LIKE the rest of you I have heard and even experienced the neatness and orderliness of Kigali before, which is why I unreservedly support the people at Kampala Capital City Authority in all they do, and hope all our local governments follow suit.
But of course not every corner of Rwanda is as neat and orderly as Kigali, just as not every bit of the United States is as slummy as some parts of Washington DC (yes – they have slums there too). Nevertheless, last week I was surprised by evidence of that famed orderliness even in the extreme corner of the country.
I found occasion to hop into a taxi running from Cyanika to Musanze and even as I approached the jalopy I was put out by its appearance, the crazy-eyed hand-on-the-horn driver and his filthy tout shouting at us.
Still, I boarded it because my options were limited at that point, and just as it set off I was firmly but politely instructed by the driver, the conductor sitting behind me, and the tout standing outside of the vehicle, to fasten my seat belt.
They didn’t do it the way air hostesses do, but because they could tell I was a stranger they accompanied their words with gestures and finger pointing. My neighbour, a Congolese fellow (he said, “Mimi mni mu-Congo-man”) even reached across and tugged at the seat belt.
The taxi hurtled into the road as we jointly struggled with the worn, highly ineffective seatbelt, which eventually relented and went into its clasp but thereafter presented absolutely none of the tension that provides its safety component.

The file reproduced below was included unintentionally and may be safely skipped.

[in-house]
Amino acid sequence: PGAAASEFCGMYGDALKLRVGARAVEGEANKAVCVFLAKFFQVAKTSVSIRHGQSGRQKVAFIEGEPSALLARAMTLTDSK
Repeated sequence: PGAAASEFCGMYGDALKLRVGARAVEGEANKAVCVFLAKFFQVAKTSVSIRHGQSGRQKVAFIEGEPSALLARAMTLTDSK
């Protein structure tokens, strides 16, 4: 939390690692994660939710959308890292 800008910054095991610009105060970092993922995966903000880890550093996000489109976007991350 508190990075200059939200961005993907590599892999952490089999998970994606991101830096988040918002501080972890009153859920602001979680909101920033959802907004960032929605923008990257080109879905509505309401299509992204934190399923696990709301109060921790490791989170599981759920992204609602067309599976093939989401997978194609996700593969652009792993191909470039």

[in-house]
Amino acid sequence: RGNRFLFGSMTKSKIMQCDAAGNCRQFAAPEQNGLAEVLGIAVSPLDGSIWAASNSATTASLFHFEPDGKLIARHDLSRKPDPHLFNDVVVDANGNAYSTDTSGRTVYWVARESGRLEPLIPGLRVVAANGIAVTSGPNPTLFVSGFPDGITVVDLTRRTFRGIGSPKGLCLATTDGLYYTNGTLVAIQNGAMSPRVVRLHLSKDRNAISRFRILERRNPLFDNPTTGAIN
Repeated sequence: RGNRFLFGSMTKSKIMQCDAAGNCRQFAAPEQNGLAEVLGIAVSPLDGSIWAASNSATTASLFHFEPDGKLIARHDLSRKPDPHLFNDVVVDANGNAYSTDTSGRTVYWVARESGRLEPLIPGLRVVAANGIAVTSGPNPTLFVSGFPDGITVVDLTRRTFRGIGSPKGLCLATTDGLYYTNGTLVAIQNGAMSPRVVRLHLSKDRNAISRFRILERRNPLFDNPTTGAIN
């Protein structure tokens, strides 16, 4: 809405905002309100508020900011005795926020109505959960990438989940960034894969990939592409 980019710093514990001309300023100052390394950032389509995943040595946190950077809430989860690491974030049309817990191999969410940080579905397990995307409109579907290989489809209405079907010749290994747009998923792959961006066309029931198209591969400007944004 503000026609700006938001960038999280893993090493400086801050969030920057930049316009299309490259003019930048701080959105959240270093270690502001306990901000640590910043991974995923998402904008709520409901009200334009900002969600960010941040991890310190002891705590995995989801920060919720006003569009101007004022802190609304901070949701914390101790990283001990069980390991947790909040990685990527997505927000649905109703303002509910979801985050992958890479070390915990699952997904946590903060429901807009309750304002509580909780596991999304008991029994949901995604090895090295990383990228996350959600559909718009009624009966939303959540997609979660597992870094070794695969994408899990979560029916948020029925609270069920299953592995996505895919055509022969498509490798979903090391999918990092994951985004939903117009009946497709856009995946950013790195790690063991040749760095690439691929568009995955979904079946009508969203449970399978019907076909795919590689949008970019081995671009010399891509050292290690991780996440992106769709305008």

They obviously knew it was useless, but were all steadfast in ensuring I wore it – which I found odd.
We bumped and rumbled down the road at an unhealthy speed as I generally affirmed to myself that I was in the usual rural, upcountry setting on my beloved continent, going by the sights outside, and wondered why we didn’t generally go further faster, in development.
Then, after a few kilometres, I noticed an unusual element before me – and it wasn’t the vegetation, the buildings, the roads, or the clothing of the people we whizzed past – it was the boda bodas.
I had to concentrate a little before I understood why they looked different – and it was their helmets.
Over here, I am quite accustomed to seeing boda boda riders with helmets loosely perched on their handlebars as they whizz past cars to the left or to the right, nudging life expectancy limits.
Over there, however, not only did they have the helmets on their heads, EVERY boda boda had TWO helmets on it – one on the rider’s head and the other on the head of the passenger or lodged on the handlebars.
All the way from Cyanika and through Kigali, the helmets appeared in doubles.
And, confounding me even more, almost ALL OF THEM had helmets of matching colour – either both blue or both green or both red…
And yet, as incongruous as the non-functional but mandatory seatbelt, not a single bicycle rider – and there were very many of them – from Cyanika to Kigali wore a helmet even if they carried passengers and rode along the main roads…
Strangely inconsistent, yet somehow fitting with the way we do things on this, my beloved continent.